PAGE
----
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Wachau Valley Was Once Austria’s Most Respected Wine Region. Here’s Where It Went Wrong.

As the Danube meanders its way east toward Vienna, it unveils the spectacular scenery of the terraced vineyards of the Wachau Valley. Celebrated for its winemaking traditions, the region has played a pivotal role in putting Austria on the global wine map for more than 30 years. However, lately one could raise questions about Wachau’s ability to adapt.

Last year marked the 40th anniversary of Vinea Wachau, one of Austria’s leading regional winegrowers’ organizations, which shaped the region as we know it. This milestone served as a reminder of the times Grüner Veltliner and Riesling from Wachau were the primary Austrian wines sought after in the United States.

The organization was founded in 1983 as a response to the Austrian wine industry’s heavy reliance on mechanization and quantity—an approach incompatible with the steep and inaccessible vineyards of Wachau. To justify the higher prices required, forward-thinking growers came together, establishing quality standards that set Wachau apart.

The organization, nearly 200 members strong today, led the way for at least two decades, showing how to protect origin, boost quality and market wines internationally. Their efforts also contributed to preserving the historic terraced vineyards and dry-stone walls, earning the region recognition as a UNESCO World Cultural Heritage site in 2000.

Consumer preferences have shifted toward lighter wines, reflecting larger trends. Wachau’s hierarchy of quality, established 40 years ago by Vinea Wachau, does not align with these evolving tastes. In a warming climate, where Austrian vineyards are not struggling to ripen grapes, a classification system based on ripeness is outdated.

The famous Smaragd wines, once produced only in the best vineyard sites, are now often too big. The departure of F.X. Pichler from Vinea Wachau back in 2020 was supposed to be the first wakeup call for the obsolete rules. “Now you can produce a Smaragd in every vineyard and every year,” said Lucas Pichler then.

Moreover, Wachau’s heavy reliance on traditional grape varieties raises concerns about their resilience in the face of climate change. Grüner, in particular, is vulnerable to drought, necessitating irrigation. The environmental impact of irrigation, maintaining terraces, along with resistance against EU proposals restricting pesticide use, further underscore the need for Wachau to grapple with environmental issues.

Starting with the 2023 vintage, slated for release in early May 2024: All wines produced by members of Vinea Wachau, whether labeled Steinfeder, Federspiel or Smaragd, will now carry the “Sustainable Austria” certification. This certification evaluates wineries considering their ecological, economic and social sustainability practices. While most legally permitted measures, except glyphosate, which has been banned since 2018, are generally accepted, including the use of pesticides, the certification aims to balance these practices with overall sustainability efforts. While this step forward is important, it is a half-measure that consumers might misinterpret sustainability as synonymous with eco-friendly farming practices and natural winemaking (especially surprising given the success of both in other regions of Austria).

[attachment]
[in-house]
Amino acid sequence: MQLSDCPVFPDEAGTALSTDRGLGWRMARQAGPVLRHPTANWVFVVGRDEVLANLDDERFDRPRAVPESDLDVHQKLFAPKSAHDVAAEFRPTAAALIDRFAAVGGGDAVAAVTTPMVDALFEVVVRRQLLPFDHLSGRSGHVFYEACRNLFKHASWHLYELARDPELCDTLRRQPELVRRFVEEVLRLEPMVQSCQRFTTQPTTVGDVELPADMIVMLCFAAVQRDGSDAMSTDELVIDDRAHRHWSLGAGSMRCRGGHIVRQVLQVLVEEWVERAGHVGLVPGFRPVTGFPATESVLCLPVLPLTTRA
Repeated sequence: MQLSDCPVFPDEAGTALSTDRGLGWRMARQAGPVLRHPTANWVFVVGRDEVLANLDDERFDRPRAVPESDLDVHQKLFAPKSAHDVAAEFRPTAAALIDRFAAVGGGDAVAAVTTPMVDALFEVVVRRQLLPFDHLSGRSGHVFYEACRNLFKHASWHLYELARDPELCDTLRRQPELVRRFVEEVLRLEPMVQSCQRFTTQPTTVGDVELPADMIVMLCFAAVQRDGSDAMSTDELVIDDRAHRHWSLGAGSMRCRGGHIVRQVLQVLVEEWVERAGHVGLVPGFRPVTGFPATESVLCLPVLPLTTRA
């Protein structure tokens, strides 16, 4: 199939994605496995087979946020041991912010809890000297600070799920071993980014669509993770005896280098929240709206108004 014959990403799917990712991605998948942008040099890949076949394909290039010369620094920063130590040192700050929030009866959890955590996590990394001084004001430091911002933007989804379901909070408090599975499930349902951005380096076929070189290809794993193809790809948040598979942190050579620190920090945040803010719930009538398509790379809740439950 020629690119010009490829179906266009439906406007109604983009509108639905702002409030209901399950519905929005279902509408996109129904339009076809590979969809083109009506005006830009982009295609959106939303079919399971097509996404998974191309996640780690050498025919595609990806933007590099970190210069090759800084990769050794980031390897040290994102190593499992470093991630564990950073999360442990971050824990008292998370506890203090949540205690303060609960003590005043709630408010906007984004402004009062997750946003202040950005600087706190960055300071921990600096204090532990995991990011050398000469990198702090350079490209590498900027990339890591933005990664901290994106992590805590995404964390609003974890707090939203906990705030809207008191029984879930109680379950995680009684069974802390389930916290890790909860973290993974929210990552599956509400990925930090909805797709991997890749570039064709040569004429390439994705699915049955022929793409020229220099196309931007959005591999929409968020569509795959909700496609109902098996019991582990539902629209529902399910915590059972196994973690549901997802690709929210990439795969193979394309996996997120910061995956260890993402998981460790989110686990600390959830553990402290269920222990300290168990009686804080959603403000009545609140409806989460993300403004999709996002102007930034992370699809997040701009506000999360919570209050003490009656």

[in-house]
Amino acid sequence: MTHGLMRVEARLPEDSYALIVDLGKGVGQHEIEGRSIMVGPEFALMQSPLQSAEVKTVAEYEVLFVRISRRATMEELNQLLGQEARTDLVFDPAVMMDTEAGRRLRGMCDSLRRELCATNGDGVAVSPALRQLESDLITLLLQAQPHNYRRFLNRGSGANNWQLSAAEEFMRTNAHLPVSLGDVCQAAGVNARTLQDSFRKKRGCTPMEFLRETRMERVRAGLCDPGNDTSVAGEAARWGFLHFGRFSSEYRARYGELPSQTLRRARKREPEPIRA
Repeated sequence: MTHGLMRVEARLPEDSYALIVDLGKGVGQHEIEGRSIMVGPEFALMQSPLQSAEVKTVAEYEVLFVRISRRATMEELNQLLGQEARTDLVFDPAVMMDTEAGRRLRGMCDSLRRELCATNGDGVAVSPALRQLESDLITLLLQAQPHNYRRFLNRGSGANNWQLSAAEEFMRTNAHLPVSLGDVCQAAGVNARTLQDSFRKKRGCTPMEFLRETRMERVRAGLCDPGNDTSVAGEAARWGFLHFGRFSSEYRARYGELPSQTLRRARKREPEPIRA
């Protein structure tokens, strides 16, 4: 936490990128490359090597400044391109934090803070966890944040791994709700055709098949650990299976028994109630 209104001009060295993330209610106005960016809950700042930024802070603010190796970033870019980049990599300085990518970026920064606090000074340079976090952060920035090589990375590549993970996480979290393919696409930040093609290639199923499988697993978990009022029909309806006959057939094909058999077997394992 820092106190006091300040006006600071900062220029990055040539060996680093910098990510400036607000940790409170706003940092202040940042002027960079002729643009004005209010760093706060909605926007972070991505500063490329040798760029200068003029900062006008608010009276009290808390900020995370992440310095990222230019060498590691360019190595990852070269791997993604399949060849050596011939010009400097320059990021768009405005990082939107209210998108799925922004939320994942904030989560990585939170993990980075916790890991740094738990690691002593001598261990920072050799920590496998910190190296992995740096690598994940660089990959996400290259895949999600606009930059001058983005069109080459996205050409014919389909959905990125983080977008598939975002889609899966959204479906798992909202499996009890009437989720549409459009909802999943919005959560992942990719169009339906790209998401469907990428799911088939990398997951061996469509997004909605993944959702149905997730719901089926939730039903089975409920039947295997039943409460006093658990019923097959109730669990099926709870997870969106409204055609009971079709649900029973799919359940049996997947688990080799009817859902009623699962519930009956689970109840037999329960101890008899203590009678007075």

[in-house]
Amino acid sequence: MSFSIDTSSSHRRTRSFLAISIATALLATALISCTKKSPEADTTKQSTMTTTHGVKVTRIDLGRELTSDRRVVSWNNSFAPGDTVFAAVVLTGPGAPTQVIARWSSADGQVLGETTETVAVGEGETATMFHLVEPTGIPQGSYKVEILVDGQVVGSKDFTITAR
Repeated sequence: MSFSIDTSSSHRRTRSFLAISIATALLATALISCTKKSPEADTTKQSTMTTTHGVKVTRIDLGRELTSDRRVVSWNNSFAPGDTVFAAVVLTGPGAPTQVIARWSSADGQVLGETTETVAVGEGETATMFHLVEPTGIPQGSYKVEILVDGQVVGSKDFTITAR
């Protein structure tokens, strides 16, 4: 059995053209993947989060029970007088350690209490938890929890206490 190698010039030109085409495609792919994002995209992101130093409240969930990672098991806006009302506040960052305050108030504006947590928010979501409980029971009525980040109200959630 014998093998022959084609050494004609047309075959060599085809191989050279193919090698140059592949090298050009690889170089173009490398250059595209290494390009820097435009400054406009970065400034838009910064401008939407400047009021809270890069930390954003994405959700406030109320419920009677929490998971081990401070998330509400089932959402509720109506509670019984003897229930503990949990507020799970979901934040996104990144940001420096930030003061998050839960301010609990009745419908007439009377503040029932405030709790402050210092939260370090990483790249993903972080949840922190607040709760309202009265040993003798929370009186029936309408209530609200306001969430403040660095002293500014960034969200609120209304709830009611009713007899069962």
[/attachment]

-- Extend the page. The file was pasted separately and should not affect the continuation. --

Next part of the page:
Of the larger players, only two wineries started experimenting—Nikolaihof with its “Semicolon” range and Domäne Wachau with its “Backstage” range. Two small producers also give reason to be hopeful. One is Wabi Sabi, a project by Franz Hofstätter, whose unique expression of the famous Achleiten vineyard, called Aqualeiten, serves as a superb example of what that site can produce. The other is Von der Vogelweide, run by Daniel Vogelwaid and Michael Donabaum. Their innovation both in the cellar and in vineyard planning, and introduction of varieties that can deal with warmer weather, like Syrah, Marsanne and Roussanne, as well as use of more drought-resistant rootstocks, add a forward-thinking dimension to their endeavors. My recent ratings of their wines are a testament to their work.

There is hope for change. Wachau has historical significance and unique terroir. Balancing tradition with innovation and addressing environmental concerns is challenging, but also an opportunity to redefine the identity and ensure a vibrant future for its winemaking legacy. But it needs to start today. Sleeping giant, please wake up!

This article originally appeared in the June/July 2024 of Wine Enthusiast magazine. Click here to subscribe today!


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